Ex-Player's Guide to Coaching Softball

Coaching is a highly visible position that carries with it many misconceptions. The most basic erroneous belief is that coaching is easy—easy from the point of view that any former ballplayer will make a good coach.

As with most things, such a generalization can lead to false assumptions and unrealized expectations. For example, just because you took a math class in school does not qualify you to teach math. Or, an even more absurd example is that because you once had a medical operation you are now qualified to perform one.

"I've Played Softball (Baseball), So Coaching Will Be A Breeze"

Yet, in coaching we often make the mistake of assuming that because we once played the game we are now qualified to coach. Having played may give you a leg up on some things, but if you want to be a good coach you will realize there is so much to learn.

Whether you have ever played softball will have no bearing on how qualified you are to coach, or on how good a coach you are capable of becoming. The only advantage that playing softball may give you is a better understanding of the rules and strategies of the game, and a better feel for the game itself.

However, the rules and strategy of the game, and a feel for the game can all be learned, just as a player has to learn how to play the game.

"What About Me, I've Never Played Softball"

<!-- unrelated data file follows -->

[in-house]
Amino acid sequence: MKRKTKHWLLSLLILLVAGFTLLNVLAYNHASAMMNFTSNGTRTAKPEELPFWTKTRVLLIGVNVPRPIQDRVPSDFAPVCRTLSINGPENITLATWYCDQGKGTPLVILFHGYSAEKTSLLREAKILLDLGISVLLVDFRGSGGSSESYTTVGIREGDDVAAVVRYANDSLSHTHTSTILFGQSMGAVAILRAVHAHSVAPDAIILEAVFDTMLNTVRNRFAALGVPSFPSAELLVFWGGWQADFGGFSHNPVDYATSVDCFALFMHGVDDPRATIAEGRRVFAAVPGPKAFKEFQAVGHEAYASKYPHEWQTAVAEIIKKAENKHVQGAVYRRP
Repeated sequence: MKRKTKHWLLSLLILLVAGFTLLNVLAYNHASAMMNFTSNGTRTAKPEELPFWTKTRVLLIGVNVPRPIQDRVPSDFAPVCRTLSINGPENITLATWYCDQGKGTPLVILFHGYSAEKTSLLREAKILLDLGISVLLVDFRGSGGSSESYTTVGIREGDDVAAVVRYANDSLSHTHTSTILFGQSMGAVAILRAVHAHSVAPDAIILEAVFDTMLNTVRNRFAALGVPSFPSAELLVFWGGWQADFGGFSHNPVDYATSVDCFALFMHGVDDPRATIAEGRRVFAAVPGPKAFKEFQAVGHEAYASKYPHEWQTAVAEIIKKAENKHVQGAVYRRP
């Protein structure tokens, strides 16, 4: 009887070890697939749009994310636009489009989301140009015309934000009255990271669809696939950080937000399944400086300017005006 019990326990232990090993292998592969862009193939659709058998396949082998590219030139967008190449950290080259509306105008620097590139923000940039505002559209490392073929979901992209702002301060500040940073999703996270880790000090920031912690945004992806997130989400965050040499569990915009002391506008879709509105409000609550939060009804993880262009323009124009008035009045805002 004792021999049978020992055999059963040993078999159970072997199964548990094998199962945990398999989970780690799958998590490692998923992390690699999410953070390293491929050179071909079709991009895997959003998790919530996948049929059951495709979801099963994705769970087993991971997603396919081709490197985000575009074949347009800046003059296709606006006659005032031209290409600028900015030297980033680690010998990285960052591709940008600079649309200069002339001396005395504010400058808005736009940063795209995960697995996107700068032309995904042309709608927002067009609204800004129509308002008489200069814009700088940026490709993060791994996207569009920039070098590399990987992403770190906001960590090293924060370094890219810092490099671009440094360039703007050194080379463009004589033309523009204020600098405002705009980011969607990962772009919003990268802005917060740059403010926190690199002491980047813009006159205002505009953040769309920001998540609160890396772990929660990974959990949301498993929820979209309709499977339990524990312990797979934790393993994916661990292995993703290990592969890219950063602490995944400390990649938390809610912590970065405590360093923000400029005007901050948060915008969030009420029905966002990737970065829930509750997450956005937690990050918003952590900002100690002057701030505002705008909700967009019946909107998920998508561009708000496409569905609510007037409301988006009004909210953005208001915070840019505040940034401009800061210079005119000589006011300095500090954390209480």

Actually, knowing the game from a player's point of view is totally opposite from a coach's point of view. So, those of you who have never played softball, or possibly any other sport, take heart. If you really care about your players and if you are willing to learn and work at it, you can become a good coach.

The key to your success will be the willingness to learn all you can. The more you learn, the more you can help your team improve. And that in essence, is what coaching is all about - helping your team improve and learn the game of softball.

"But I Told You, No Sweat, I've Played Ball"

Back to those of you who have played softball or baseball, and as a result think coaching will be a breeze. To put it gently, obviously you have never coached a youth sport.

As mentioned above, coaching requires a totally different perspective on the game than playing. The biggest problem most former players face when they start coaching is realizing they have a lot to learn.

Having played softball or baseball will certainly give you general knowledge of the game, but it does not mean it will help you in your new role as "coach." Time is precious.

Doing the Homework

Let's say you just moved your family from a warm climate to the northern portion of the United States. Your 12-year-old daughter has just come home and announced that she is going out for luge after school and she wants you to be her coach.

She does not believe you when you tell her that you can't coach luge because you do not know anything about it. She starts crying, saying you raised her to believe she could do anything she puts her mind to, and she has put her mind to luge. You can't break your little girl's heart. So you go to the library as fast as you can and read every book ever written on the luge.

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